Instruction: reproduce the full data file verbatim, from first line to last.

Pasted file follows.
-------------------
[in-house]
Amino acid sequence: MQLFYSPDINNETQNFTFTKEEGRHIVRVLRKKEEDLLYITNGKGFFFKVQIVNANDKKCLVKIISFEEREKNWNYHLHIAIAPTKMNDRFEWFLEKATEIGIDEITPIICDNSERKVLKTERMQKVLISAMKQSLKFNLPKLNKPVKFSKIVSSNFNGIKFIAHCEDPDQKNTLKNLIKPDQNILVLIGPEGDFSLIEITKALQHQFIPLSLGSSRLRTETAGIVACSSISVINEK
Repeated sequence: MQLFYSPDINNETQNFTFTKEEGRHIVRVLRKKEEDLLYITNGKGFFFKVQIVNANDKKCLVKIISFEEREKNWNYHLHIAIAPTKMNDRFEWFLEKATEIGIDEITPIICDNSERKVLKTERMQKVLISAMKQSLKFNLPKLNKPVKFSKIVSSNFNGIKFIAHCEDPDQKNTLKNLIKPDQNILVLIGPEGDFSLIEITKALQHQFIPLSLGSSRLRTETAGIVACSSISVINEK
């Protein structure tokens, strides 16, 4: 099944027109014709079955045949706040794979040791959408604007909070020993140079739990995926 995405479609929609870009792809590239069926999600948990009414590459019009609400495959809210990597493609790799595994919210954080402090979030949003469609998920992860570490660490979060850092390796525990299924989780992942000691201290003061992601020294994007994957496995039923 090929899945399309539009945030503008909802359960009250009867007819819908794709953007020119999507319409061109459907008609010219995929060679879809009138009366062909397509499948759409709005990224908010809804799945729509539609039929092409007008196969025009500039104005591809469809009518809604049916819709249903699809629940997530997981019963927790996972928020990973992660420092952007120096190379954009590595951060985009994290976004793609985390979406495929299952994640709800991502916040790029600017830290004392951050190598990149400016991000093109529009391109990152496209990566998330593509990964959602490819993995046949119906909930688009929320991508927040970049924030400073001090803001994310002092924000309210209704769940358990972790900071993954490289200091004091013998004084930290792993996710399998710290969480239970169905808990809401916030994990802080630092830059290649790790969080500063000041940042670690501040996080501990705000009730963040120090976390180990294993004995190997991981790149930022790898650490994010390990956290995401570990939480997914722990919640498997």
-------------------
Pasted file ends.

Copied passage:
[in-house]
Amino acid sequence: MQLFYSPDINNETQNFTFTKEEGRHIVRVLRKKEEDLLYITNGKGFFFKVQIVNANDKKCLVKIISFEEREKNWNYHLHIAIAPTKMNDRFEWFLEKATEIGIDEITPIICDNSERKVLKTERMQKVLISAMKQSLKFNLPKLNKPVKFSKIVSSNFNGIKFIAHCEDPDQKNTLKNLIKPDQNILVLIGPEGDFSLIEITKALQHQFIPLSLGSSRLRTETAGIVACSSISVINEK
Repeated sequence: MQLFYSPDINNETQNFTFTKEEGRHIVRVLRKKEEDLLYITNGKGFFFKVQIVNANDKKCLVKIISFEEREKNWNYHLHIAIAPTKMNDRFEWFLEKATEIGIDEITPIICDNSERKVLKTERMQKVLISAMKQSLKFNLPKLNKPVKFSKIVSSNFNGIKFIAHCEDPDQKNTLKNLIKPDQNILVLIGPEGDFSLIEITKALQHQFIPLSLGSSRLRTETAGIVACSSISVINEK
């Protein structure tokens, strides 16, 4: 099944027109014709079955045949706040794979040791959408604007909070020993140079739990995926 995405479609929609870009792809590239069926999600948990009414590459019009609400495959809210990597493609790799595994919210954080402090979030949003469609998920992860570490660490979060850092390796525990299924989780992942000691201290003061992601020294994007994957496995039923 090929899945399309539009945030503008909802359960009250009867007819819908794709953007020119999507319409061109459907008609010219995929060679879809009138009366062909397509499948759409709005990224908010809804799945729509539609039929092409007008196969025009500039104005591809469809009518809604049916819709249903699809629940997530997981019963927790996972928020990973992660420092952007120096190379954009590595951060985009994290976004793609985390979406495929299952994640709800991502916040790029600017830290004392951050190598990149400016991000093109529009391109990152496209990566998330593509990964959602490819993995046949119906909930688009929320991508927040970049924030400073001090803001994310002092924000309210209704769940358990972790900071993954490289200091004091013998004084930290792993996710399998710290969480239970169905808990809401916030994990802080630092830059290649790790969080500063000041940042670690501040996080501990705000009730963040120090976390180990294993004995190997991981790149930022790898650490994010390990956290995401570990939480997914722990919640498997």